BEIRUT — The walk from my house to Sfeir-Semler Gallery is less than a mile, but the 20 minutes it takes are reliably nightmarish. Crossing the highway via the pedestrian bridge, the fumes of a thousand choked-up vehicles mingle with the stench emanating from beyond the “river” (a trickle of effluence garnished with plastic bags). This waterway — perhaps once a natural feature but now clad in cement — can’t be blamed for the smell, though; the sweet, sickly scent is a result of the “garbage juice” that is being unearthed in efforts to landfill trash dumped for months in a distant parking lot.
The final stretch through Karantina, a neighborhood that is currently fighting the potential installation of a waste incinerator, is bleak and industrial, with a fancy furniture store, empty lots and crumbling buildings, no sidewalks, and rubbish on the verge. Beirut’s is a hybrid landscape, the greenery that pushes its way through breezeblock cracks and climbs across bullet-scarred façades is inseparable from the plastic that embeds itself in corners, the sodden cardboard that floats off the corniche.
Thus, Gerda Steiner and Jörg Lenzlinger’s central installation in their exhibition les extrémités de notre univers at Sfeir-Semler Gallery, located in a nondescript building that I access via an unpaved parking lot, is not unfamiliar, despite its whimsy. Nodes of trash and organic matter rotate lazily in the nonexistent breeze, against the gray backdrop of the city. While in Lebanon, Steiner and Lenzlinger collected detritus — both organic and otherwise — from the gallery’s surrounding area, as well as from the far-flung Bisri and Bekaa valleys, arranging this flotsam and jetsam into delicate, spidery mobiles. Hung together, they form a surreal landscape, their intricacy, precarious equilibrium, and interwovenness suggesting some kind of symbiosis.
“The whole ecosystem is a fragile balance,” Lenzlinger told me via Skype, from the artists’ current residency in Rio de Janeiro. “So we thought for this project it is good to do these kinds of mobiles that are in this balance, and to make this very light, and to transform this garbage into a poetic space.”
The artists introduce the installation with a quotation from Emanuele Coccia’s Life of Plants: A Metaphysics of Mixture: “We call ‘atmosphere’ this radical mixture that makes everything coexist in a single place without sacrificing either forms or substances.” Within this central room — light pouring through wide windows, the insistent screech, wine and chirp of insects piped through speakers (interspersed with tinkling digitized effects) — it is difficult to discern which flowers and branches of this bizarre jungle are real and which are fake. “We don’t make a difference between natural and unnatural things,” Steiner said. “We think all objects are natural, as the human is also part of nature.”
A pitted, faded cactus paddle is connected to a dried branch; cracked egg shells are suspended exquisitely beneath a bird of paradise flower, which appears to be real, its vibrant orange and electric blue jostling with the deep, disturbing magenta of chemical fertilizer, which grows in particulate crystals on plastic plates suspended beneath sprays of dried grasses.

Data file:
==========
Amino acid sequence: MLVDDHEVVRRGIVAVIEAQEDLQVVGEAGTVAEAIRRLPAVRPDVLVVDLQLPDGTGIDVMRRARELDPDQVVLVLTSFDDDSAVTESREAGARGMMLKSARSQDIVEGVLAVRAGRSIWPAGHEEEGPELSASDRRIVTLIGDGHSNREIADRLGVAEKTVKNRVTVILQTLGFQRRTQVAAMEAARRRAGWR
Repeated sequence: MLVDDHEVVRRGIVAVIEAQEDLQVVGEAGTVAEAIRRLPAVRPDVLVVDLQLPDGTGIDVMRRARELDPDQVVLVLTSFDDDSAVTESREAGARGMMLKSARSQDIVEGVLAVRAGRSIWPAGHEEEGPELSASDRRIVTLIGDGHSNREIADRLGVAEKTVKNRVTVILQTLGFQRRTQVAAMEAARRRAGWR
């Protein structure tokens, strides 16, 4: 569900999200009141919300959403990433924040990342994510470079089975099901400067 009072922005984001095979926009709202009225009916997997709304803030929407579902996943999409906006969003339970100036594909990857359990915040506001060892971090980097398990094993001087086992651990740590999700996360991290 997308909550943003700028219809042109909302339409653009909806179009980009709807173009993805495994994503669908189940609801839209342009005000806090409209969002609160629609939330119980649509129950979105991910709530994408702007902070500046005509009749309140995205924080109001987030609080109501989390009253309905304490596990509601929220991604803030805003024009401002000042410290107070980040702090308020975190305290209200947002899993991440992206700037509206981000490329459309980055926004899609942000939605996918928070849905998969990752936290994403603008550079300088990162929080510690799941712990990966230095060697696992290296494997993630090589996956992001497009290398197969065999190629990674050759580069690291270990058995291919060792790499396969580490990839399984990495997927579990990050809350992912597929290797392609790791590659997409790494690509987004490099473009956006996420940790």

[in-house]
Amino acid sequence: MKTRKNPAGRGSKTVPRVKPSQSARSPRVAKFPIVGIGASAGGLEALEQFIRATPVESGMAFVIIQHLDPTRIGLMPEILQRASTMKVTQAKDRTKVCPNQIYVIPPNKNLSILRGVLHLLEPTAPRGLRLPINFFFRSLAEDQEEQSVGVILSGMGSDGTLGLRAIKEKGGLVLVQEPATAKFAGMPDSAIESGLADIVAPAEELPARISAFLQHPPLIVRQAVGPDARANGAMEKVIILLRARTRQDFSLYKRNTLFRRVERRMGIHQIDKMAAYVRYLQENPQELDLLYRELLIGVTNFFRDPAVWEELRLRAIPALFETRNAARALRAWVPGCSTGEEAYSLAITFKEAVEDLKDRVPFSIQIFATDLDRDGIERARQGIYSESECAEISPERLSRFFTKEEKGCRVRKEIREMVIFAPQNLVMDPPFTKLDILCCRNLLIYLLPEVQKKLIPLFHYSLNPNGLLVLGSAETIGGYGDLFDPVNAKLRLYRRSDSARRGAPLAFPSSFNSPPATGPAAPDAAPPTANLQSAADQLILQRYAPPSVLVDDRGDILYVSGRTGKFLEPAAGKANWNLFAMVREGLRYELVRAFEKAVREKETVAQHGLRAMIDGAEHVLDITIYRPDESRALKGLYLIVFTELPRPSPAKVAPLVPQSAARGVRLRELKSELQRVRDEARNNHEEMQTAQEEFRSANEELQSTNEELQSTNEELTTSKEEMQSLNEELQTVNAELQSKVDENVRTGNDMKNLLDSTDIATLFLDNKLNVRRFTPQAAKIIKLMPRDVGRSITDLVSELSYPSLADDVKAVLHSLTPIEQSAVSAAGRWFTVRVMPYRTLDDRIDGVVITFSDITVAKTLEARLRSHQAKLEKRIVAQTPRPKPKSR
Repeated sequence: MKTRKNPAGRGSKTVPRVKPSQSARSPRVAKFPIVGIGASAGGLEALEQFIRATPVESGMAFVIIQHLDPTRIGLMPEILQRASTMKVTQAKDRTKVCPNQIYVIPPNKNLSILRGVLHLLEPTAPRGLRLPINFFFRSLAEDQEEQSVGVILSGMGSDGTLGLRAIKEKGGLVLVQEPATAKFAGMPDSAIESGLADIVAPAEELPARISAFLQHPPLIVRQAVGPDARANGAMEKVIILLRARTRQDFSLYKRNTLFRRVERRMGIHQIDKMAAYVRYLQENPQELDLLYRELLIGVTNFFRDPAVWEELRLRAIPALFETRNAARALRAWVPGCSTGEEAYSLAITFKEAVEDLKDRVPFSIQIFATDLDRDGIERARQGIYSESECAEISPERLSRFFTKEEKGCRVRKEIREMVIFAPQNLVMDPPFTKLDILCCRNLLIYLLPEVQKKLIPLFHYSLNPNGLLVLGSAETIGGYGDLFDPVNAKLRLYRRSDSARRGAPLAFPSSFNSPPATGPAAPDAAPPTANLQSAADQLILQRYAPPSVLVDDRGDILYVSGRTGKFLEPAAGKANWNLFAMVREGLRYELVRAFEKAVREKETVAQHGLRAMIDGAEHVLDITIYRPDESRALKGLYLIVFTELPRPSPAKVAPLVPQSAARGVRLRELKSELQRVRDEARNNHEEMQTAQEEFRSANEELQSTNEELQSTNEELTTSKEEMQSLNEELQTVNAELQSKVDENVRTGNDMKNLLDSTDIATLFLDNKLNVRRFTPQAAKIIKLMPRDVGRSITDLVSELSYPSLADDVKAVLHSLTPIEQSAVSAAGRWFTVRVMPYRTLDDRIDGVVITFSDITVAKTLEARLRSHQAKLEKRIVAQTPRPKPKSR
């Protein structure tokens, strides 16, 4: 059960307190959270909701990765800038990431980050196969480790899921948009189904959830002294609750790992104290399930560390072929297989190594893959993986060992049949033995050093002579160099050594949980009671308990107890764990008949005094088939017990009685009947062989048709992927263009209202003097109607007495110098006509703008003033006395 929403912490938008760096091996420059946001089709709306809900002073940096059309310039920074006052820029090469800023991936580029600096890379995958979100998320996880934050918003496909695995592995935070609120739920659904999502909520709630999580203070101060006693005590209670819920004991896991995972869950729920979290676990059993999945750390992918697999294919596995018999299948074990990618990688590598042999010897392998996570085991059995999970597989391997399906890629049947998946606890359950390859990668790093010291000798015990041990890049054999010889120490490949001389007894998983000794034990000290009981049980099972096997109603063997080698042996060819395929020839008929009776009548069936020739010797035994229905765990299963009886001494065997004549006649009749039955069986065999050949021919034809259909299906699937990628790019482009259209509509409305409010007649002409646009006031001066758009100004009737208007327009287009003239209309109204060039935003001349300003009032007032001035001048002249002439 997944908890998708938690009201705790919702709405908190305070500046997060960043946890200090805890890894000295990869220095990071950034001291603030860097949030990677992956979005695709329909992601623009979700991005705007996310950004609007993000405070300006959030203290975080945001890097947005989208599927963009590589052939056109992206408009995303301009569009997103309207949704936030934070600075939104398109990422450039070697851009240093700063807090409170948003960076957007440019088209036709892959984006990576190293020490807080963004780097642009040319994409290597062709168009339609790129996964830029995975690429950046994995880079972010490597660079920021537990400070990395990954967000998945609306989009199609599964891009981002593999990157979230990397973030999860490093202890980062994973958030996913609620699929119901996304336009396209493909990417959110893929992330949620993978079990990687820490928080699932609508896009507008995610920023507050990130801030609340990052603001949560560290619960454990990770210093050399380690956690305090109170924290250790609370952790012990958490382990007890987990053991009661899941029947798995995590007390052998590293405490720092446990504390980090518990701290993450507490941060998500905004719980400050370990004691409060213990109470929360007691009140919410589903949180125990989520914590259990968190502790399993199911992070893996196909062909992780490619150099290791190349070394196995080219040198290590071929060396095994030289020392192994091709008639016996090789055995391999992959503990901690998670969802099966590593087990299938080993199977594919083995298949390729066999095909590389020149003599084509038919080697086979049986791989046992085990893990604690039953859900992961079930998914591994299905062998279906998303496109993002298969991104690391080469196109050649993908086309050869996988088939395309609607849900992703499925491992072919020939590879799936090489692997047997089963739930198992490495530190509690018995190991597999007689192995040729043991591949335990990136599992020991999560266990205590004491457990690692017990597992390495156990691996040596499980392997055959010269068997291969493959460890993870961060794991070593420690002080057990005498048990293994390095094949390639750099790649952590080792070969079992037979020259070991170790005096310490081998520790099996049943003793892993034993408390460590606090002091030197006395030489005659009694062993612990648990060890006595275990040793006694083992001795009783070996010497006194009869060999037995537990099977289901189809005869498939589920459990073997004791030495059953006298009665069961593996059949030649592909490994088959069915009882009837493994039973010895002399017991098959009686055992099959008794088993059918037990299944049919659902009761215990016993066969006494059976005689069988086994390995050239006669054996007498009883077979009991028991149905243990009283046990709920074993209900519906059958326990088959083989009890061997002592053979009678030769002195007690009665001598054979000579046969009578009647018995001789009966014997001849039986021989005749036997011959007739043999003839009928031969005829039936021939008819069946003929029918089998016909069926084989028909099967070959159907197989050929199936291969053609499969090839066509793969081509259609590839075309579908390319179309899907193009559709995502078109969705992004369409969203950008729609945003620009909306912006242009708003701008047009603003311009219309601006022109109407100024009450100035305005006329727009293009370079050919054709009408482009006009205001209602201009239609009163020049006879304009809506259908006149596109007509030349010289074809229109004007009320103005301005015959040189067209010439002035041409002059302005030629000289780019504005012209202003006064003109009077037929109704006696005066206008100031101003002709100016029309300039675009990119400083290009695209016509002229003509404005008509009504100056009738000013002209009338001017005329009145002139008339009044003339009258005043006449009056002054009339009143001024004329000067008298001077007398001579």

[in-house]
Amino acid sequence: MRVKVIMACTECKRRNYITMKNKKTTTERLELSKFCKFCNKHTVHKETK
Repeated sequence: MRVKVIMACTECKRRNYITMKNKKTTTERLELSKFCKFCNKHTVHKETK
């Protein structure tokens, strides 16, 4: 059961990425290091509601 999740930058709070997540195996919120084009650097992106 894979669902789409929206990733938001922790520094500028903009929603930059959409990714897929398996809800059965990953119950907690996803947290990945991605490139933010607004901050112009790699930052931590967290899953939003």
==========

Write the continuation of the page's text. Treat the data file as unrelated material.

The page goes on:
“When you see it pure like this it gives you an idea of what we consume with our food,” Lenzlinger notes. The artists used pink colorant to transform the usually white substance, and the gallery feeds the jagged pools with a special solution to promote growth.
Elsewhere, a plastic T-Rex hangs suspended beneath a large fake toadstool; a dried branch pierces a chunk of gray Styrofoam and merges with bright green and pink plastic plants. A solitary plastic bag hangs disconsolate by the window, and bullet casings pepper the scene. A twisted blue fishing net brings to mind ocean gyres of trash. This is an imaginary landscape crafted by humans, but the urban dweller will recognize it as scarily quotidian.
“Usually if something like this is lying around in the street you don’t pay much attention,” Lenzlinger says, “but in this context you start to look carefully at the things: is it real, is it plastic, what is it? That’s what we’re interested in: to open the senses of the people.” The query that precipitated this installation was how to make people see and re-evaluate what they usually throw away. “How,” as Lenzlinger puts it, “can we transform the value of garbage?”
Three smaller rooms around this central installation meditate on related themes: one houses a collection of seeds, inspired by ICARDA’s work in the Bekaa Valley, and by the historical importance of grains and bread in the eastern Mediterranean. Another, in a shift from the loci of potential life to the trappings of death, displays surreal shrouds and crowns constructed of jawbones (previously sold by the artists at the Totentanz, or “Dance of Death,” market, in Basel, in 2016).
In the third room, a screen shows a video of hens pecking their way through a surreal landscape — impervious to the artifice, they locate what they can eat and ignore what they can’t. They’re in a kind of Eden — a commentary on the cruel farming practices that bring the Swiss the eggs they consume in large quantities around Easter (Lenzlinger: “the whole egg production is not so funny for the chickens themselves, right?”). But here, too, culture has been grafted to nature, as the artists explore the interplay between what Lenzlinger terms “these two extremities of artificialness and what we call naturalness.”
Gerda Steiner and Jörg Lenzlinger: les extrémités de notre univers continues at Sfeir-Semler Gallery (Karantina, Beirut) through April 6.
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